The hardest thing about these posts about guitar masters is limiting myself to only ten. I can pick my preferred ten and then easily pick another ten if required and each list would be equally noteworthy. So I just have to accept that some notable guitarists will be glaring omissions for some, including myself!
Tony Iommi’s guitar playing style and sound would help define heavy metal. Losing the tips of his middle and ring fingers on his right hand during a factory accident as a teenager affected his playing style and he is the only continual member of Black Sabbath throughout all its incarnations. Never did a guitar sound more ominous than in his hands.
Choice Pick: The 1970 album Paranoid is a master class in hard rock riffery and there is no better example than the classic “Fairies Wear Boots”.
Another guitarist that contributed to defining the sound of heavy metal was Deep Purple founding member, Ritchie Blackmore. He later left Deep Purple to form Rainbow then rejoined Deep Purple for a second stint. In recent years he has formed a folk-rock duo with his girlfriend Candice Night called Blackmore’s Night.
Choice Pick: Hard to go past the obvious “Smoke On The Water”, still being mastered by learner guitarists today.
Tommy Bolin replaced Ritchie Blackmore in Deep Purple in 1975 to form their much-maligned Mk III lineup. He had previously worked in bands Zephyr, Energy and The James Gang. Despite this impressive pedigree his most outstanding work is on his two solo albums. His debut Teaser, provided examples of the different styles he could play, and the second more cohesive album, Private Eyes, really showcased his development as both a guitarist and a songwriter. Sadly, he died of a drug overdose at a mere 25 years of age during the subsequent promotional tour.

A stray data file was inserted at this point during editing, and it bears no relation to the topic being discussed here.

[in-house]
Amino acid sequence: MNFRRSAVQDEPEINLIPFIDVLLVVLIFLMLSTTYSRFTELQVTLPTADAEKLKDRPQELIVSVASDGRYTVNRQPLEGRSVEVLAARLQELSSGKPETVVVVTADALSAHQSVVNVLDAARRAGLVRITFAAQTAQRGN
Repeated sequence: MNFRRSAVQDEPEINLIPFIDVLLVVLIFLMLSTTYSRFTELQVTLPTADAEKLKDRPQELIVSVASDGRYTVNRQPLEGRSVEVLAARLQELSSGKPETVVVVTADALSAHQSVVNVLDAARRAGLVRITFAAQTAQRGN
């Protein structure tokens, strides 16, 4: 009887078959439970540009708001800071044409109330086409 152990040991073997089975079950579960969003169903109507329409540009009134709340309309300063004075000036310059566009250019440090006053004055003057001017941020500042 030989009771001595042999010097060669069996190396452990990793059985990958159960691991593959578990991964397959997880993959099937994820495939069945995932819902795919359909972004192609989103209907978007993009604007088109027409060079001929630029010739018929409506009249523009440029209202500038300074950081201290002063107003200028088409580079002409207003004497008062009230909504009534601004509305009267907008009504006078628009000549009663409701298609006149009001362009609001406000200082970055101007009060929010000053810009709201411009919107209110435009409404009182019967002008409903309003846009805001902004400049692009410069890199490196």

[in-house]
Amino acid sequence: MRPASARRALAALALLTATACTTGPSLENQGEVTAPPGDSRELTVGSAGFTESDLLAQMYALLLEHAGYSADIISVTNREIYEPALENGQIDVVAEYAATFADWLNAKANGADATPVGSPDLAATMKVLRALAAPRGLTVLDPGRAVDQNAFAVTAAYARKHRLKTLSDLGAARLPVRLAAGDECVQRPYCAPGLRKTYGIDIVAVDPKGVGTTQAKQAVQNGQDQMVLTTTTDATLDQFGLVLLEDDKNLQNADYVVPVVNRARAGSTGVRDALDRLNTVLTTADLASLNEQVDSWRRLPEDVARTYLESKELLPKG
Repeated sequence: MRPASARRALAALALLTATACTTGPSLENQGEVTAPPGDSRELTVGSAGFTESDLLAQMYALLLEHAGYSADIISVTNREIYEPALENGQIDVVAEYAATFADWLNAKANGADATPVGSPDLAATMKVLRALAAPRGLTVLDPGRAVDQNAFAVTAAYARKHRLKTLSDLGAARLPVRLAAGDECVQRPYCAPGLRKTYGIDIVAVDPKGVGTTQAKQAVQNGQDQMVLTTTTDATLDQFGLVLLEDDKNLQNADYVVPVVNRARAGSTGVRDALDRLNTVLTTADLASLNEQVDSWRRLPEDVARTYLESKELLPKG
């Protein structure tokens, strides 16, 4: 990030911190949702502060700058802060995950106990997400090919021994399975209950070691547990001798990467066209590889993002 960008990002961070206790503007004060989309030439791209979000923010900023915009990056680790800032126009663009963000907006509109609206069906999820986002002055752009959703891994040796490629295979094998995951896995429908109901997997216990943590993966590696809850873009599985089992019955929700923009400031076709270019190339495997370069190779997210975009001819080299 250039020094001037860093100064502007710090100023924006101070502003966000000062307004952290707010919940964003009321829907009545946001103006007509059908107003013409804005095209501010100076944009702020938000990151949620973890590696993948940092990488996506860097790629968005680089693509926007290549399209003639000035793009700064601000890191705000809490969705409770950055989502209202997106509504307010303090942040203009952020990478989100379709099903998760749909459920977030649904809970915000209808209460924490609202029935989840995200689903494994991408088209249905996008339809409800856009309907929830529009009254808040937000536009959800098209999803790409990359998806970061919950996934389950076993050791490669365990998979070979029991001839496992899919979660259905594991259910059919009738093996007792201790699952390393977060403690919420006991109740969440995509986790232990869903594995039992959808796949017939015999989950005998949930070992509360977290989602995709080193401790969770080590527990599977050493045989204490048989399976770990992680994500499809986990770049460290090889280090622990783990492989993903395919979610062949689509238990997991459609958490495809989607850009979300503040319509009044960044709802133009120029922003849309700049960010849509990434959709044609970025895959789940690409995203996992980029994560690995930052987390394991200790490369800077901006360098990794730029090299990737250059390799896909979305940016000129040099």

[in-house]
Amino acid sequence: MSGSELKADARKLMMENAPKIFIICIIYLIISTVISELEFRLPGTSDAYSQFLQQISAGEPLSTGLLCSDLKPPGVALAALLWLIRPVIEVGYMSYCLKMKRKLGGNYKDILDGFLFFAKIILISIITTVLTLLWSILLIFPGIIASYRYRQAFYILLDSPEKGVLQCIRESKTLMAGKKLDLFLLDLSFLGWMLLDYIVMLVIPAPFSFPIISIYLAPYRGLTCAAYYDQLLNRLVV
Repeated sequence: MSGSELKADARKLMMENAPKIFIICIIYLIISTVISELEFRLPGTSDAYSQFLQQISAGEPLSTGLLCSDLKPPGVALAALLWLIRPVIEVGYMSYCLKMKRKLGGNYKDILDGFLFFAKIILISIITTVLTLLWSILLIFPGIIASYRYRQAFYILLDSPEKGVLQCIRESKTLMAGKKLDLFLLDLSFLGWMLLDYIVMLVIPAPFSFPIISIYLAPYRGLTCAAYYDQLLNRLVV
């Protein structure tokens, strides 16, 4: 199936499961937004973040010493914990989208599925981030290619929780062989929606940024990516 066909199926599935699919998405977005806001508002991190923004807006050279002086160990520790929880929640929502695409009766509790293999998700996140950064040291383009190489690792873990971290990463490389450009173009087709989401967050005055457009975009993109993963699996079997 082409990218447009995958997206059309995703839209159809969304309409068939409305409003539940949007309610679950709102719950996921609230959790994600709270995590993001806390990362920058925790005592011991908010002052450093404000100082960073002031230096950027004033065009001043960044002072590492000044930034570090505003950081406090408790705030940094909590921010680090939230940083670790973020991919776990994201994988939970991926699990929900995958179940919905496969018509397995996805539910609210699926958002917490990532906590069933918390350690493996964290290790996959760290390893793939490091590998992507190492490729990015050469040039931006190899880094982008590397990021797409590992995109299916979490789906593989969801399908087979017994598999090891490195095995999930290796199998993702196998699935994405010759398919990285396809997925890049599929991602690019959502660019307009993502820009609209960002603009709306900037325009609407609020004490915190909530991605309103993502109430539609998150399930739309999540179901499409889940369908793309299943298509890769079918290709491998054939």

Choice Pick: The 9 minute epic “Post Toastee” from Private Eyes.
Was there ever any doubt David Gilmour would turn up in this list? His playing is simply sublime and he was an integral part of Pink Floyd’s sound in the post-Syd Barrett era. His solo albums don’t quite reach the peak of his work with Pink Floyd yet they’re still worth a listen.
Choice Pick: Hard to limit myself to one outstanding track, but if forced I would have to choose “Comfortably Numb” from 1979’s The Wall.
Although Pete Townshend kicked off his career in the sixties, for me his most stellar performances were in the seventies. Renowned for his unique windmill playing style, the rarity of playing solos, his propensity to jump in the air whilst playing and his obsession with rock operas, he is a guitarist like no other.
Choice Pick: “The Real Me” from the The Who’s second rock opera, the double album Quadrophenia released in 1973. In my opinion a superior work to the much more famous Tommy.
From his schoolboy appearance to his duck walks everyone knows Angus Young. His sound defines AC/DC’s sound along with the outstanding rhythm playing of his older brother Malcolm. Without him there would be no AC/DC.
Choice Pick: “Jailbreak” from their third Australian album Dirty Deeds Done Dirt Cheap released in 1976.
Although he died far too young, at age 24 in a motorcycle accident in 1971, he is still remembered as one of the greatest slide guitar players ever. His work with his brother Gregg and friends in the Allman Brothers helped define their sound. His performances with Eric Clapton as part of Derek and the Dominos were integral to the Layla And Other Assorted Love Songs album released in 1970.
Choice Pick: The Derek and the Dominos performance “Bell Bottom Blues” from the aforementioned album is impossible to ignore.
Eddie Van Halen’s guitar playing blew everyone away when Van Halen’s debut eponymous album was released in 1978. It seems somewhat hard to believe now that Gene Simmons had trouble securing them a record deal with demos he had recorded for the band. I bet someone kicked themselves about not jumping on to that band wagon early enough.
Choice Pick: His exemplary skills are on full display during the short instrumental “Eruption” from their 1978 debut.
Rory Gallagher is one of Ireland’s most famous guitarists and deservedly so. After performing with power trio Taste, a band who supported both Cream and Blind Faith in their time, he commenced his solo career with the release of his first solo album in 1971. His solo career went on to last for nearly 25 years before his untimely death from complications after receiving a liver transplant in 1995.
Choice Pick: I’ve always been a big fan of “Tattoo’d Lady” from 1973’s Tattoo.
A technically gifted guitarist, Brian May is also renowned for his work outside music. He was awarded a CBE for his services to the music industry and charity work, attained a PhD in astrophysics, was a science team collaborator on NASA’s New Horizons Pluto mission and has an asteroid named after him. What a legend!
Choice Pick: The standout track from their debut album and Queen’s first single “Keep Yourself Alive”, released in 1973.